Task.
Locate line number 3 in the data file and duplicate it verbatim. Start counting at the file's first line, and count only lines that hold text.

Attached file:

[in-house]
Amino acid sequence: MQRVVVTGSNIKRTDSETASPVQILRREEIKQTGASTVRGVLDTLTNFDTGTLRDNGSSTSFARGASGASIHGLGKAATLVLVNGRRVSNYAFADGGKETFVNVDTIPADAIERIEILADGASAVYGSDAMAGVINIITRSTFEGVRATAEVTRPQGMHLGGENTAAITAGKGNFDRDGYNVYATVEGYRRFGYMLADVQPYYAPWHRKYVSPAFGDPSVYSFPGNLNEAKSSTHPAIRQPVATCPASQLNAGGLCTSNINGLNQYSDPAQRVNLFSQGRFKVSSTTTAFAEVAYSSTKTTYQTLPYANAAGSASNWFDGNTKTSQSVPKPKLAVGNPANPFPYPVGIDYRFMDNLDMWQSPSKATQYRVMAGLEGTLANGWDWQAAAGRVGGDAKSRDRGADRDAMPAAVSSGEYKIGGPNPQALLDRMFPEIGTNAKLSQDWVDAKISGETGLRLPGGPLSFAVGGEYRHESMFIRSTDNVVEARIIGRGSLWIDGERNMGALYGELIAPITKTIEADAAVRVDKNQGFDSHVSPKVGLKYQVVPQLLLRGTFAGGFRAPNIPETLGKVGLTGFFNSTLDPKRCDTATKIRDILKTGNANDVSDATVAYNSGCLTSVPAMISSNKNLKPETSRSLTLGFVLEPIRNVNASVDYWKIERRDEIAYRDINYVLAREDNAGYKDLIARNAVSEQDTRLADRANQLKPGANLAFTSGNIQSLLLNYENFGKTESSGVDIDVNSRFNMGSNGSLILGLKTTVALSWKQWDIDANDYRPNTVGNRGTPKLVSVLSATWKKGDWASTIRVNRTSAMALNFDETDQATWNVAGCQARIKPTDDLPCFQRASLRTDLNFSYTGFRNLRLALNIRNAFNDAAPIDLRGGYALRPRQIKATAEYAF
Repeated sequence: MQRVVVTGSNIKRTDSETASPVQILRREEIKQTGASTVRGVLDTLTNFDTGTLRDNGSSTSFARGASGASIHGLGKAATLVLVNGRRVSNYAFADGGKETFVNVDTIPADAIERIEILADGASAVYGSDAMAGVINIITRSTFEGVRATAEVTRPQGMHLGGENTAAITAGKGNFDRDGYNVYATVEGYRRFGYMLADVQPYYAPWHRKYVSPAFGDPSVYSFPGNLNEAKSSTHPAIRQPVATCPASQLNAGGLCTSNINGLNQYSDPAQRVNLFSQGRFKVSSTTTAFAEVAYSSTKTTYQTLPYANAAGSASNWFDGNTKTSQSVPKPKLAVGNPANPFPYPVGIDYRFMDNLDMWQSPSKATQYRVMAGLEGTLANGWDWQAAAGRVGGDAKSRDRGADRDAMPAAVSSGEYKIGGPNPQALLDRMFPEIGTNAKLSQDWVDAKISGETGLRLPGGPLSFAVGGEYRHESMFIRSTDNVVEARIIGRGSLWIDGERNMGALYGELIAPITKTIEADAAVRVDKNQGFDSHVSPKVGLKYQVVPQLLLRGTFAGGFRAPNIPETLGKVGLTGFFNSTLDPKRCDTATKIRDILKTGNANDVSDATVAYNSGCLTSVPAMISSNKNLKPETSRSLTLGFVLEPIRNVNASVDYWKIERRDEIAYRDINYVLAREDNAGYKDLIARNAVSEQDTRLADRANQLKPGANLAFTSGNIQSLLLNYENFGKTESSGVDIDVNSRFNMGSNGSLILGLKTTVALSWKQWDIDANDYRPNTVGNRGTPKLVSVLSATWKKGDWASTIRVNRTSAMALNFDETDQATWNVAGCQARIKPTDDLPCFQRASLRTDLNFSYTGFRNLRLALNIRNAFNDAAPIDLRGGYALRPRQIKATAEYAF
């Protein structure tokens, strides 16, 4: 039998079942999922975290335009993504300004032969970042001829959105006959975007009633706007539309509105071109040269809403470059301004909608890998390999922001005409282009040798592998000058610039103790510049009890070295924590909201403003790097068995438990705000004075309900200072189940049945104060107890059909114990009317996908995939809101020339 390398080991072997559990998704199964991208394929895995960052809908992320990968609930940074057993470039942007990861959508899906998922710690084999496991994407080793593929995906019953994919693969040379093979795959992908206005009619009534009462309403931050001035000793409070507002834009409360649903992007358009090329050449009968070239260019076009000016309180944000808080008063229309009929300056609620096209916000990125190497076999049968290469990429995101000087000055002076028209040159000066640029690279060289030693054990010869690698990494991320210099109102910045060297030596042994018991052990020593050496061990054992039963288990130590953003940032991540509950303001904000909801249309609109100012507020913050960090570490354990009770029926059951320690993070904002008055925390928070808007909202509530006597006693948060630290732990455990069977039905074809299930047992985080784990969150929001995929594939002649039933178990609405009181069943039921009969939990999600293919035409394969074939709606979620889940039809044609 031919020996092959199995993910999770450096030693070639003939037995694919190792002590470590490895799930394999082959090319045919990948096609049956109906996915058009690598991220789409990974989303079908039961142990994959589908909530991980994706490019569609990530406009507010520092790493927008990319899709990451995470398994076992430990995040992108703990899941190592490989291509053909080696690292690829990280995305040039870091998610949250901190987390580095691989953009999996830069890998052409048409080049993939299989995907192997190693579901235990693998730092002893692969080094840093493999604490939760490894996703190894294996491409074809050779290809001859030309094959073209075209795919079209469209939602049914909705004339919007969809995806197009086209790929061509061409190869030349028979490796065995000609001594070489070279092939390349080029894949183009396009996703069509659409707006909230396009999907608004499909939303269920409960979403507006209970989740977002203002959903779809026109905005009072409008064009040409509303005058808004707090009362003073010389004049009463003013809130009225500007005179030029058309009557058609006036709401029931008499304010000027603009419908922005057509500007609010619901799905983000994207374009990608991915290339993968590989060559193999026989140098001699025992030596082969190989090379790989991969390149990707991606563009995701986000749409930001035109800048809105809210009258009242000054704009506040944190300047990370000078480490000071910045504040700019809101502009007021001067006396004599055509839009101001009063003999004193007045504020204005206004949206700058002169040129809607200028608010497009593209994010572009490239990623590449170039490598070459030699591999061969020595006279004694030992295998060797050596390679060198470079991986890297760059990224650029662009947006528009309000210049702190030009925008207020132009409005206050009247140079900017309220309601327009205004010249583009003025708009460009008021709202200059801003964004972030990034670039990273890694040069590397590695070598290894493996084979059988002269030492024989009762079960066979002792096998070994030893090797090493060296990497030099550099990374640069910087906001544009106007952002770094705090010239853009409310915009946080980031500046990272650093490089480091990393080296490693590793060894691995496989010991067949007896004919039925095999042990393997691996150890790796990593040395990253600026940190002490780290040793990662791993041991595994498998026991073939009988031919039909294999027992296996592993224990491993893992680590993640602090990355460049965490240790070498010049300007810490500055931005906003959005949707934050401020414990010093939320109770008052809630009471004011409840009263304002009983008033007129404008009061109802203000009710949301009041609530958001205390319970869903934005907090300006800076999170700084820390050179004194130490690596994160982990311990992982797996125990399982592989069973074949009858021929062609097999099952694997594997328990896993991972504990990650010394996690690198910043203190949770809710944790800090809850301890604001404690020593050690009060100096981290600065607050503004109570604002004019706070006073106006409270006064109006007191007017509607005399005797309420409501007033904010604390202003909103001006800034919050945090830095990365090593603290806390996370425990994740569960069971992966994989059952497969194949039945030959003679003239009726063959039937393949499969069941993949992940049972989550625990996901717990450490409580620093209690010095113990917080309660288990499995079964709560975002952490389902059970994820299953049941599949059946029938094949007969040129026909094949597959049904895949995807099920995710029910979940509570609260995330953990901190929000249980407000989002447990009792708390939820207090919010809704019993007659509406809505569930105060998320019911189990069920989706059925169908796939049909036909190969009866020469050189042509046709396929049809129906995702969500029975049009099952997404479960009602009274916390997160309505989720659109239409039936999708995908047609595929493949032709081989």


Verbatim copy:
Repeated sequence: MQRVVVTGSNIKRTDSETASPVQILRREEIKQTGASTVRGVLDTLTNFDTGTLRDNGSSTSFARGASGASIHGLGKAATLVLVNGRRVSNYAFADGGKETFVNVDTIPADAIERIEILADGASAVYGSDAMAGVINIITRSTFEGVRATAEVTRPQGMHLGGENTAAITAGKGNFDRDGYNVYATVEGYRRFGYMLADVQPYYAPWHRKYVSPAFGDPSVYSFPGNLNEAKSSTHPAIRQPVATCPASQLNAGGLCTSNINGLNQYSDPAQRVNLFSQGRFKVSSTTTAFAEVAYSSTKTTYQTLPYANAAGSASNWFDGNTKTSQSVPKPKLAVGNPANPFPYPVGIDYRFMDNLDMWQSPSKATQYRVMAGLEGTLANGWDWQAAAGRVGGDAKSRDRGADRDAMPAAVSSGEYKIGGPNPQALLDRMFPEIGTNAKLSQDWVDAKISGETGLRLPGGPLSFAVGGEYRHESMFIRSTDNVVEARIIGRGSLWIDGERNMGALYGELIAPITKTIEADAAVRVDKNQGFDSHVSPKVGLKYQVVPQLLLRGTFAGGFRAPNIPETLGKVGLTGFFNSTLDPKRCDTATKIRDILKTGNANDVSDATVAYNSGCLTSVPAMISSNKNLKPETSRSLTLGFVLEPIRNVNASVDYWKIERRDEIAYRDINYVLAREDNAGYKDLIARNAVSEQDTRLADRANQLKPGANLAFTSGNIQSLLLNYENFGKTESSGVDIDVNSRFNMGSNGSLILGLKTTVALSWKQWDIDANDYRPNTVGNRGTPKLVSVLSATWKKGDWASTIRVNRTSAMALNFDETDQATWNVAGCQARIKPTDDLPCFQRASLRTDLNFSYTGFRNLRLALNIRNAFNDAAPIDLRGGYALRPRQIKATAEYAF